--url https://api.openai.com/v1/audio/transcriptions \
  --header 'Authorization: Bearer TOKEN' \
  --header 'Content-Type: multipart/form-data' \
  --form file=@openai.mp3 \
  --form model=whisper-1 \
  --form response_format=text

Let’s move back to Python: πŸ‘‡

Translations Endpoint

The translations endpoint takes as input the audio file in any of the supported languages and transcribes, if necessary, the audio into English.

To translate audio, you can use the following Python code:

import openai
audio_file = open("my_file.mp3", "rb")
transcript = openai.Audio.translate("whisper-1", audio_file)

Alternatively, you could also pass an .mp4 video file into it!

Longer Inputs

By default, the Whisper API only supports files that are less than 25 MB. If you have an audio file that is longer than that, you will need to break it up into chunks of 25 MBs or less or use a compressed audio format. To handle longer inputs, you can use the PyDub open-source Python package to split the audio.

from pydub import AudioSegment

song = AudioSegment.from_mp3("good_morning.mp3")

# PyDub handles time in milliseconds
ten_minutes = 10 * 60 * 1000

first_10_minutes = song[:ten_minutes]

first_10_minutes.export("good_morning_10.mp3", format="mp3")

Now, you may also want to read this Finxter tutorial on a related topic:

πŸ’‘ Recommended: How to Transcribe Large Audio to Text Python

Prompting

You can use a prompt to improve the quality of the transcripts generated by the Whisper API.

The model will try to match the style of the prompt. For example, if your prompt uses capitalization and punctuation, the model will also do so (or at least try).

The prompting system is limited compared to OpenAI’s other language models, but it still provides some control over the generated audio.

Here are some examples of how prompts can be used:

Unlikely Words or Acronyms

To correct specific words or acronyms that the model often misrecognizes in the audio (e.g., 'Finxter'), you can include them in the prompt.

For example, the following prompt improves the transcription of the word Finxter: The transcript is about Finxter, a coding education platform. Most transcription tools would otherwise misspell the word 'Finxter'.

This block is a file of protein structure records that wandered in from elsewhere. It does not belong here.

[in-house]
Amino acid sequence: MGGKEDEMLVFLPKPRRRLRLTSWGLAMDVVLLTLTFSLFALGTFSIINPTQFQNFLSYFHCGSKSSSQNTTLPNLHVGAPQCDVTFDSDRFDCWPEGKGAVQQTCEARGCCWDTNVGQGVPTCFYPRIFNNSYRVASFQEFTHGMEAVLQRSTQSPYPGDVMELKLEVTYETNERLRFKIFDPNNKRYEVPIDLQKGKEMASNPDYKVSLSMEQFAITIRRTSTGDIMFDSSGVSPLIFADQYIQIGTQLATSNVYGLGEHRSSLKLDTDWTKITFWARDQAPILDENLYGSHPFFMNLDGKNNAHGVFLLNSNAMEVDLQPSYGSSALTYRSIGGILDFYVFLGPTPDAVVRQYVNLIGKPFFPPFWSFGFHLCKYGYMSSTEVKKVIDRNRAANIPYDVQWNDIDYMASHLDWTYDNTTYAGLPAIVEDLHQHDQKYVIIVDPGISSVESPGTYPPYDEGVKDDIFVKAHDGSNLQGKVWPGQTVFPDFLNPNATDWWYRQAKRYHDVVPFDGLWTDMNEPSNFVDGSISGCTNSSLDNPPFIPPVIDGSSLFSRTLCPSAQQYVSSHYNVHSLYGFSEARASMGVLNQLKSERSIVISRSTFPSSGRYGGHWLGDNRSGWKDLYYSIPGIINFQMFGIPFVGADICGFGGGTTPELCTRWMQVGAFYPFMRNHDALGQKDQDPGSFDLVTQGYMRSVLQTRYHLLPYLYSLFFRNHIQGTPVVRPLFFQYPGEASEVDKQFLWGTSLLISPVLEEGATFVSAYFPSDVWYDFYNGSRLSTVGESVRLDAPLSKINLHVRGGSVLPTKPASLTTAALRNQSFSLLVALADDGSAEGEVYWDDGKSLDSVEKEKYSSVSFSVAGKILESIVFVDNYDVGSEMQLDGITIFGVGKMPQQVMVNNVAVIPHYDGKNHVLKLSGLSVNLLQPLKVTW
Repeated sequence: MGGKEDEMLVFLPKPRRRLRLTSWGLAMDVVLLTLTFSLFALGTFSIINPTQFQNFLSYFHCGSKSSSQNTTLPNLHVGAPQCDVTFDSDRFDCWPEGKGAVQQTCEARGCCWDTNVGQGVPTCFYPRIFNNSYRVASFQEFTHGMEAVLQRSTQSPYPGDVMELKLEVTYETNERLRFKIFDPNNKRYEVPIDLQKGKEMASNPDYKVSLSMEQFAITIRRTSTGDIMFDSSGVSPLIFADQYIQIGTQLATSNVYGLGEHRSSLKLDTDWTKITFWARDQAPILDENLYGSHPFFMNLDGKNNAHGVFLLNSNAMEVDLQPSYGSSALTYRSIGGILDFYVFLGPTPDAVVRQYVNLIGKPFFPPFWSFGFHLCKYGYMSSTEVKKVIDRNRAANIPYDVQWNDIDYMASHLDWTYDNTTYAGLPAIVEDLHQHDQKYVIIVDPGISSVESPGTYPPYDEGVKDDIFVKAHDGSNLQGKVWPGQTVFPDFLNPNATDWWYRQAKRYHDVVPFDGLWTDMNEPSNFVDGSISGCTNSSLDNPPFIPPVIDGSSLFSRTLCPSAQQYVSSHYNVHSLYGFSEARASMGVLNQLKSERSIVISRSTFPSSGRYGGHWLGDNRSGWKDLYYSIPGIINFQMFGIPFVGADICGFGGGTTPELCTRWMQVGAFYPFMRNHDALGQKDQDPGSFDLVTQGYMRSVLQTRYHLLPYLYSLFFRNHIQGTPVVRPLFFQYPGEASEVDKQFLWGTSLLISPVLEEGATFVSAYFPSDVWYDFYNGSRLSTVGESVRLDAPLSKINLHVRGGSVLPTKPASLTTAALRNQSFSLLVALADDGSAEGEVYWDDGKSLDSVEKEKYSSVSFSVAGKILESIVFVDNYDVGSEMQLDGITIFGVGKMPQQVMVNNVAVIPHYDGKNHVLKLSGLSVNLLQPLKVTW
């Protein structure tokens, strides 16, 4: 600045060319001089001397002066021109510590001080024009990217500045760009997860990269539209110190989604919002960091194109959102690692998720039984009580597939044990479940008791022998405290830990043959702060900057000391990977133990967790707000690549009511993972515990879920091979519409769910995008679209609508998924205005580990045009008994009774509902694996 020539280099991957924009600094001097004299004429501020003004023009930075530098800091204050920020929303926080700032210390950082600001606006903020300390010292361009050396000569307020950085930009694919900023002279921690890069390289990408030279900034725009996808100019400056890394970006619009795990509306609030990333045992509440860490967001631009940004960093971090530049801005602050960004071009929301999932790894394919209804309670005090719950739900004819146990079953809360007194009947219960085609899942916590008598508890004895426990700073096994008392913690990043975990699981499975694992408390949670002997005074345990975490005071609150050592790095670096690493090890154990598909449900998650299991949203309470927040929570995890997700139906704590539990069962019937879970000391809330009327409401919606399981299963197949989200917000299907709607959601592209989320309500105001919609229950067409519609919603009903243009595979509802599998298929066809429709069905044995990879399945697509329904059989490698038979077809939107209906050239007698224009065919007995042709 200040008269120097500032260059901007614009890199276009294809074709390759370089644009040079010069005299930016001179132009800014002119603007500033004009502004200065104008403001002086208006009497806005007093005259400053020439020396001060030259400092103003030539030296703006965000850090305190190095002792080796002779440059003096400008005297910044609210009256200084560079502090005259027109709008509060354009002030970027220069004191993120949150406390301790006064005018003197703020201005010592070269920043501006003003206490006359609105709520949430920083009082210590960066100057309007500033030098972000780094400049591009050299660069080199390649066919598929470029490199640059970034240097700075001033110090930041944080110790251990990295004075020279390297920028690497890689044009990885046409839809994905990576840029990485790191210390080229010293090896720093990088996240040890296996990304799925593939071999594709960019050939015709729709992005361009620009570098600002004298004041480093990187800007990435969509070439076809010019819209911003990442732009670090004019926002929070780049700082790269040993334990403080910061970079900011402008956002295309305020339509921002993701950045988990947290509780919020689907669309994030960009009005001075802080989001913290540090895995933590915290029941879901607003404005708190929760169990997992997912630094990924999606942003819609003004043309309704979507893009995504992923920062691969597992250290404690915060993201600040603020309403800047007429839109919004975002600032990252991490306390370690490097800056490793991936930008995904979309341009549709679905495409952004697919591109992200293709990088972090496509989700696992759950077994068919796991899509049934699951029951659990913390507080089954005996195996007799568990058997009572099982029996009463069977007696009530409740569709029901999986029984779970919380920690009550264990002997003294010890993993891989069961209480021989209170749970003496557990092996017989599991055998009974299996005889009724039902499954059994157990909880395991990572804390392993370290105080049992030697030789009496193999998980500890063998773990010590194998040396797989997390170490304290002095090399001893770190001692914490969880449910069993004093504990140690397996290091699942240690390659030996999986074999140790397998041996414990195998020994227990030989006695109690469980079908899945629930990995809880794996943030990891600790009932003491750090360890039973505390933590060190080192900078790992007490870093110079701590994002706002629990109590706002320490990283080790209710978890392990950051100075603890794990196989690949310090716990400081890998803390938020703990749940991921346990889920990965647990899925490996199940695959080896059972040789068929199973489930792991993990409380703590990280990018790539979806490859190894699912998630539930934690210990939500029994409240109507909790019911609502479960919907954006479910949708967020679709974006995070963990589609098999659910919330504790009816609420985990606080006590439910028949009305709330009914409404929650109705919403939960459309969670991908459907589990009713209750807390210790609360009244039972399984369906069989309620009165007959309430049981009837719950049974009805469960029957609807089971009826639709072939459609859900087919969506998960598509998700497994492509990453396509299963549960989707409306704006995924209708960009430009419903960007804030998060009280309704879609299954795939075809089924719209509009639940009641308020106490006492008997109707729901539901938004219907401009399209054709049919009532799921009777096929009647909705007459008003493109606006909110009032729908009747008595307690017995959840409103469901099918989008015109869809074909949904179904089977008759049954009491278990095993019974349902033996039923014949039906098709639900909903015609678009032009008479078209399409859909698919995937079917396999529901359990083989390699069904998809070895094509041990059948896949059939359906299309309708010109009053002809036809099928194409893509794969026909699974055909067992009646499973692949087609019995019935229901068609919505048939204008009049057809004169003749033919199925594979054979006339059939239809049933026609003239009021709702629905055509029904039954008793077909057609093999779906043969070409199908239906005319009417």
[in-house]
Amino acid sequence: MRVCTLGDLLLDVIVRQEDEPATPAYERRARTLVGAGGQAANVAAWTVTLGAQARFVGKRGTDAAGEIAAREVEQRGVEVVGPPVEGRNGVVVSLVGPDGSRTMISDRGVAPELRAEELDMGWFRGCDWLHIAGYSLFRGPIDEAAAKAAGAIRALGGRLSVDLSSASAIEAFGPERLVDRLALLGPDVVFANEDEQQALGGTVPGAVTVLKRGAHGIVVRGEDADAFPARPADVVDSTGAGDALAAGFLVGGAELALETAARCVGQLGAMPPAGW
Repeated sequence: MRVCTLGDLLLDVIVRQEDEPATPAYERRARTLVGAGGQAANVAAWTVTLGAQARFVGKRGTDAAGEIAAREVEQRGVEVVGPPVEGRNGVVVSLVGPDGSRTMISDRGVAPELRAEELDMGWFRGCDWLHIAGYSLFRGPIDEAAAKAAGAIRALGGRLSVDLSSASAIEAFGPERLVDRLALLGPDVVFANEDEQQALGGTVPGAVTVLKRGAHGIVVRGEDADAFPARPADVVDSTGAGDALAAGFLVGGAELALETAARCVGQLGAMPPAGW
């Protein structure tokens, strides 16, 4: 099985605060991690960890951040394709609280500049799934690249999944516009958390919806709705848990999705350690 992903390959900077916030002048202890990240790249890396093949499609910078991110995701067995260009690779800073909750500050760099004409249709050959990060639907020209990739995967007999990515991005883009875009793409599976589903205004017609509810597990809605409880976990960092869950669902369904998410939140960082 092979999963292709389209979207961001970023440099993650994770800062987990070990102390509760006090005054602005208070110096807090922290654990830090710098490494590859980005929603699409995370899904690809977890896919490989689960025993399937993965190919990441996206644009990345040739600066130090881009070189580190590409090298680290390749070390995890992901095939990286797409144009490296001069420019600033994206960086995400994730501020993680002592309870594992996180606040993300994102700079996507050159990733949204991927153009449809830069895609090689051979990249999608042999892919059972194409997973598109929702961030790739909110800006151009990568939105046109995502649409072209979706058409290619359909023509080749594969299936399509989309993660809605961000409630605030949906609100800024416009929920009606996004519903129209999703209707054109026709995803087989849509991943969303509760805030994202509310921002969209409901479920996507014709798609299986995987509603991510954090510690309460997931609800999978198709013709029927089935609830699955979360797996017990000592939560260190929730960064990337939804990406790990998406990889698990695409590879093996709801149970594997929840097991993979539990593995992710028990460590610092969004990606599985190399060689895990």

Preserve Context After Splitting Due to Large Input Size

To preserve the context of a file that was split into segments, you can prompt the model with the transcript of the preceding segment.

This will make the transcript more accurate, as the model will use the relevant information from the previous audio. The model will only consider the final 224 tokens of the prompt and ignore anything earlier.

Add Punctuation

If the model skips punctuation in the transcript, you can use a prompt that includes punctuation to avoid this.

For example: Hi there, it's me, Chris!

Not Filtering Out Filler Words (‘Ummmmmm’)

If you want to keep the filler words in your transcript for whatever reason 🀨, you can use a prompt that contains them.

For example: Umm, Finxter is like, hmm... Okay, umm, Finxter is like umm an academy teaching umm exponential technologies.

Writing Style

If you want a specific writing style for the transcribed text such as old medieval English or traditional Chinese or in the style of Warren Buffett, you can provide some examples in the prompt or flat-out tell the model to transcribe in that style.

Conclusion

OpenAI’s speech-to-text API provides an efficient and accurate solution for transcribing audio into text. With support for a wide range of languages and the ability to handle longer inputs, this API can be used in various applications such as subtitling, captioning, and transcription. By using prompts, users can further improve the quality of the generated transcripts.